We consider the residuals $\varepsilon_i$ as random variables drawn independently from some distribution with mean zero. In other words, for each value of $x$, the corresponding value of $y$ is generated as a mean response $\alpha + \beta x$ plus an additional random variable $\varepsilon$ called the error term, equal to zero on average. Under such interpretation, the least-squares estimators $\hat \alpha$ and $\hat \beta$ will themselves be random variables whose means will equal the "true values" $\alpha$ and $\beta$.


Is there a conceptual way to understand how is it that the normal distribution of the error (which is somewhat acceptable) turns $\alpha$ and $\beta$ into normally distributed?

  • 1
    $\begingroup$ The quote does not say they are normally distributed. Nonetheless, they are normally distributed and the proof can be found here en.wikipedia.org/wiki/Proofs_involving_ordinary_least_squares $\endgroup$
    – Tim
    Jun 25, 2023 at 11:21
  • $\begingroup$ I have read that page, but I do not see any proof for that specific statement @Tim $\endgroup$
    – Minsky
    Jun 25, 2023 at 14:58
  • $\begingroup$ Check the “Finite-sample distribution” section $\endgroup$
    – Tim
    Jun 25, 2023 at 17:16
  • $\begingroup$ As Tim and Dave pointed out, assuming that $\epsilon$ is normally distributed means that the parameters $\hat{\alpha},\hat{\beta}$ are also normal in finite-samples by a property of normal distributions (any affine transformation of a normal is normal). If $\epsilon$ is not normal, if the data is i.i.d. then the parameters are asymptotically normal as $n\to\infty$. This can be shown by a simple proof with the Central Limit Theorem. $\endgroup$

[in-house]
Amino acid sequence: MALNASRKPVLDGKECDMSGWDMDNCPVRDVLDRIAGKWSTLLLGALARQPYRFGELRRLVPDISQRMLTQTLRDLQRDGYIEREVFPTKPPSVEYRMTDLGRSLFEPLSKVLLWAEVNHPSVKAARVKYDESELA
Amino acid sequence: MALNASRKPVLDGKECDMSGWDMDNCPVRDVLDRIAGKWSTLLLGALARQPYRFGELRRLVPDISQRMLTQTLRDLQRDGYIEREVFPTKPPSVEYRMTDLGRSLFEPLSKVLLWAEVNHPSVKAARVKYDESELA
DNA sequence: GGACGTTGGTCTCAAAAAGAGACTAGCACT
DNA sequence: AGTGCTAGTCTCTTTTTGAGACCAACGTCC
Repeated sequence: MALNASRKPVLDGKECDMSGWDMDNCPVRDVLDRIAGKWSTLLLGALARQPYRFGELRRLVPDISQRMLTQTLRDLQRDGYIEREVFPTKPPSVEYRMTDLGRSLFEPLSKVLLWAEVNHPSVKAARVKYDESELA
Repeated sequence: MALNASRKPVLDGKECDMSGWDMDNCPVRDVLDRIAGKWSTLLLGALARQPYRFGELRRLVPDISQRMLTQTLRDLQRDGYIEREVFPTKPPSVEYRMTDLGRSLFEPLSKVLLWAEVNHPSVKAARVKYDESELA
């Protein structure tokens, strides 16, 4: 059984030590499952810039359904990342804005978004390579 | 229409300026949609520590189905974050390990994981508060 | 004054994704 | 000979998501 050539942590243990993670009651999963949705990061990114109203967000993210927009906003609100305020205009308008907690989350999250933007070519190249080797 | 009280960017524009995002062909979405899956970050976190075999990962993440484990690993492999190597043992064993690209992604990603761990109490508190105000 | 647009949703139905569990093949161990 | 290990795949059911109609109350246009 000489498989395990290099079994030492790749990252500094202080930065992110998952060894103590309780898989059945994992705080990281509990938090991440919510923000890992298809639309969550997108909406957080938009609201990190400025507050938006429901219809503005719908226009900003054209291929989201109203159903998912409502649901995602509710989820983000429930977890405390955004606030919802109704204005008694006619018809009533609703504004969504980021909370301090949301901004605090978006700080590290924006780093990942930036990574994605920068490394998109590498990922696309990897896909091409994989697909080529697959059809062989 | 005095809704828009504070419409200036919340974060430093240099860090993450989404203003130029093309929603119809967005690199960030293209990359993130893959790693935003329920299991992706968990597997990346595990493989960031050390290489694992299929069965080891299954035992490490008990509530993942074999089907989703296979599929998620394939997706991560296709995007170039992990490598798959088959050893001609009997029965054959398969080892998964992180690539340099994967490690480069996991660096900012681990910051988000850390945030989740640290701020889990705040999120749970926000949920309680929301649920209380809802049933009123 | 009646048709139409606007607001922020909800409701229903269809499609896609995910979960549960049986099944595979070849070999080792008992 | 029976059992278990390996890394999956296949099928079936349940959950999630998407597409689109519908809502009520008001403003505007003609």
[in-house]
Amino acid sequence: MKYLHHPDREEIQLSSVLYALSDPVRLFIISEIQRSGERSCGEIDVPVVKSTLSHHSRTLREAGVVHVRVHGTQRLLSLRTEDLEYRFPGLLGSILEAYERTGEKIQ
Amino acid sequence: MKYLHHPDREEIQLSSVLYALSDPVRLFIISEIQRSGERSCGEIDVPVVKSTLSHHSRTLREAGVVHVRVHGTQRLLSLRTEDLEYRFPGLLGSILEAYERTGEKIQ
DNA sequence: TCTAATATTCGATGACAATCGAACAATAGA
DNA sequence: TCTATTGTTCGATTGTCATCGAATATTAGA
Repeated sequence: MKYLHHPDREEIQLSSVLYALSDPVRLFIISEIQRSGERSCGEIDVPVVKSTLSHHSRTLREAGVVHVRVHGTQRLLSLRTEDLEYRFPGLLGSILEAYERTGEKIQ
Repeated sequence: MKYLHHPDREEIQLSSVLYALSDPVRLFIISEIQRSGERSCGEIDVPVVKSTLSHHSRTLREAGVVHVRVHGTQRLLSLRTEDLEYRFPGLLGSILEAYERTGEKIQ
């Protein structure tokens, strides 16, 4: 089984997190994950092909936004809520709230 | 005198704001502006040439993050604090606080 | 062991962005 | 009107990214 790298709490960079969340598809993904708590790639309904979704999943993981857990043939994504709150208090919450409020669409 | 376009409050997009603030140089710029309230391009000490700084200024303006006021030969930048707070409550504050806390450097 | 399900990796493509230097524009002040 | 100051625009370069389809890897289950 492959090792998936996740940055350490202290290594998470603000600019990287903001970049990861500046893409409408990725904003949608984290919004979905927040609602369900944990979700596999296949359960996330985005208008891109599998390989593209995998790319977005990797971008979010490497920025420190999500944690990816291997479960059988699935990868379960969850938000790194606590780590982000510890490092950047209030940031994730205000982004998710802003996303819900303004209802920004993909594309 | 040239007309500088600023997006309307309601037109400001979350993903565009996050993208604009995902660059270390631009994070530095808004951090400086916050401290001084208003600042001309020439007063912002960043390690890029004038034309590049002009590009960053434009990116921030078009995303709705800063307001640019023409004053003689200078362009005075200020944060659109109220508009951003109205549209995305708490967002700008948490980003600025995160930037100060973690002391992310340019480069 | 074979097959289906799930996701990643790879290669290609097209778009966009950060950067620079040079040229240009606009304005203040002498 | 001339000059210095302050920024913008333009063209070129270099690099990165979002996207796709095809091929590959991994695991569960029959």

– Adam
    Jun 25, 2023 at 22:51

1 Answer 1


For a general parameter vector $\beta$ and model matrix $X$, the OLS solution for a linear model is given by $\hat\beta = (X^TX)^{-1}X^Ty$. Assume that $\varepsilon_i\overset{iid}{\sim}N(0, \sigma^2)$.

By the assumptions of the model, $y = X\beta + \varepsilon$.

$$ (X^TX)^{-1}X^Ty\\ =(X^TX)^{-1}X^T(X\beta + \varepsilon)\\ =(X^TX)^{-1}(X^TX)\beta + (X^TX)^{-1}X^T\varepsilon\\ =\beta + ((X^TX)^{-1}X^T)\varepsilon $$

A linear transformation of a multivariate normal vector, such as $((X^TX)^{-1}X^T)\varepsilon$, is multivariate normal. Thus, the entire $\hat\beta$ has a normal distribution with mean $\beta$ $($shift the normal $((X^TX)^{-1}X^T)\varepsilon$ by $\beta$, which will, again, be normal$)$. That the mean is $\beta$ gives the unbiasedness.

Simple linear regression is a special case of this, where the parameter vector $\beta$ just has a slope and an intercept parameter, often called $\beta$ and $\alpha$, respectively, and the model matrix is a column of $1$s next to a column of the observations of the explanators variable, $x$.

(This is all taken from the "Finite-sample distribution" section of the Wikipedia article that Tim mentioned, and it should be found as a derivation or an exercise in a linear regression textbook.)


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